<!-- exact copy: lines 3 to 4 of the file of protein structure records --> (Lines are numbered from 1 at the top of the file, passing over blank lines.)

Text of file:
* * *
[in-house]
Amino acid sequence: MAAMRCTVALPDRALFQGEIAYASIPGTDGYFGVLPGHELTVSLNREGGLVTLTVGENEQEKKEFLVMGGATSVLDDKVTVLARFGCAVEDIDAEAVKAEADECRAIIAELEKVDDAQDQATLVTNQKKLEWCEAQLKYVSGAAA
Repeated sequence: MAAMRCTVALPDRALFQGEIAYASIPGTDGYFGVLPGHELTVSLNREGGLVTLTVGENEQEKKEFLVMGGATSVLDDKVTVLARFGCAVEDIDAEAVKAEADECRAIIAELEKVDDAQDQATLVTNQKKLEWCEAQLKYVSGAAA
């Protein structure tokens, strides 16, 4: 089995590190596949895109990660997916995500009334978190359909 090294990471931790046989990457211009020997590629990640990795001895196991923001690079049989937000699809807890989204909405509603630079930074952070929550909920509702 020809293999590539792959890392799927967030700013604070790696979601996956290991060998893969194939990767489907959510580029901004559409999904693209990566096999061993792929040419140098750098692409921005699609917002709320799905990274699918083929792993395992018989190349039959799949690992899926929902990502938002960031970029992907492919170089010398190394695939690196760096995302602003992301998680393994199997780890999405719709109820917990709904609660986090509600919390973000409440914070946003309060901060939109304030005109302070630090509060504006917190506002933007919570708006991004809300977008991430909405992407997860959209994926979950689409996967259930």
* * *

Repeated sequence: MAAMRCTVALPDRALFQGEIAYASIPGTDGYFGVLPGHELTVSLNREGGLVTLTVGENEQEKKEFLVMGGATSVLDDKVTVLARFGCAVEDIDAEAVKAEADECRAIIAELEKVDDAQDQATLVTNQKKLEWCEAQLKYVSGAAA
């Protein structure tokens, strides 16, 4: 089995590190596949895109990660997916995500009334978190359909 090294990471931790046989990457211009020997590629990640990795001895196991923001690079049989937000699809807890989204909405509603630079930074952070929550909920509702 020809293999590539792959890392799927967030700013604070790696979601996956290991060998893969194939990767489907959510580029901004559409999904693209990566096999061993792929040419140098750098692409921005699609917002709320799905990274699918083929792993395992018989190349039959799949690992899926929902990502938002960031970029992907492919170089010398190394695939690196760096995302602003992301998680393994199997780890999405719709109820917990709904609660986090509600919390973000409440914070946003309060901060939109304030005109302070630090509060504006917190506002933007919570708006991004809300977008991430909405992407997860959209994926979950689409996967259930």